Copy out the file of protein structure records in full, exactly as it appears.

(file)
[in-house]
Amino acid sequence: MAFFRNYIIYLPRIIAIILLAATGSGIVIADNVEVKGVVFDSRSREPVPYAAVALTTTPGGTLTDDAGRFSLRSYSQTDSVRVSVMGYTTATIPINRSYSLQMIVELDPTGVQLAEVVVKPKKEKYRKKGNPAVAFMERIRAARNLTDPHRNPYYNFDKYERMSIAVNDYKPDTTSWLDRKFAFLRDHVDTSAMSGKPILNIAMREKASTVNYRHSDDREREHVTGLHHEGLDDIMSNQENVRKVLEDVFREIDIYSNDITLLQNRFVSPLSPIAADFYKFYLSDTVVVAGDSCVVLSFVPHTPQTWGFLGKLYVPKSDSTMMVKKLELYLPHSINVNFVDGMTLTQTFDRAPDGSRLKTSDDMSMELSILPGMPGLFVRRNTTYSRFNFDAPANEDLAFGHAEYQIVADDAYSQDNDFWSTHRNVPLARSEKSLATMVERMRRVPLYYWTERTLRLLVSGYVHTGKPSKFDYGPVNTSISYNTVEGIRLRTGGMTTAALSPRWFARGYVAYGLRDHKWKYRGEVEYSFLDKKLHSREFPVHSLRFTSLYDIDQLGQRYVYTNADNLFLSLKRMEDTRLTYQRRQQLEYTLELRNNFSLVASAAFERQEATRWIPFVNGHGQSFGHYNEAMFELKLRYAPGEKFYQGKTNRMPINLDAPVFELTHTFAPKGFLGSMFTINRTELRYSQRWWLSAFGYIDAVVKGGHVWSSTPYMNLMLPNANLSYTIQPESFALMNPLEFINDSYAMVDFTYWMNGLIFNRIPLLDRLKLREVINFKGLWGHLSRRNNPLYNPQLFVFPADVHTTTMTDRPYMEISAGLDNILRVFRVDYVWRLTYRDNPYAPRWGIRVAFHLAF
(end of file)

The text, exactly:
[in-house]
Amino acid sequence: MAFFRNYIIYLPRIIAIILLAATGSGIVIADNVEVKGVVFDSRSREPVPYAAVALTTTPGGTLTDDAGRFSLRSYSQTDSVRVSVMGYTTATIPINRSYSLQMIVELDPTGVQLAEVVVKPKKEKYRKKGNPAVAFMERIRAARNLTDPHRNPYYNFDKYERMSIAVNDYKPDTTSWLDRKFAFLRDHVDTSAMSGKPILNIAMREKASTVNYRHSDDREREHVTGLHHEGLDDIMSNQENVRKVLEDVFREIDIYSNDITLLQNRFVSPLSPIAADFYKFYLSDTVVVAGDSCVVLSFVPHTPQTWGFLGKLYVPKSDSTMMVKKLELYLPHSINVNFVDGMTLTQTFDRAPDGSRLKTSDDMSMELSILPGMPGLFVRRNTTYSRFNFDAPANEDLAFGHAEYQIVADDAYSQDNDFWSTHRNVPLARSEKSLATMVERMRRVPLYYWTERTLRLLVSGYVHTGKPSKFDYGPVNTSISYNTVEGIRLRTGGMTTAALSPRWFARGYVAYGLRDHKWKYRGEVEYSFLDKKLHSREFPVHSLRFTSLYDIDQLGQRYVYTNADNLFLSLKRMEDTRLTYQRRQQLEYTLELRNNFSLVASAAFERQEATRWIPFVNGHGQSFGHYNEAMFELKLRYAPGEKFYQGKTNRMPINLDAPVFELTHTFAPKGFLGSMFTINRTELRYSQRWWLSAFGYIDAVVKGGHVWSSTPYMNLMLPNANLSYTIQPESFALMNPLEFINDSYAMVDFTYWMNGLIFNRIPLLDRLKLREVINFKGLWGHLSRRNNPLYNPQLFVFPADVHTTTMTDRPYMEISAGLDNILRVFRVDYVWRLTYRDNPYAPRWGIRVAFHLAF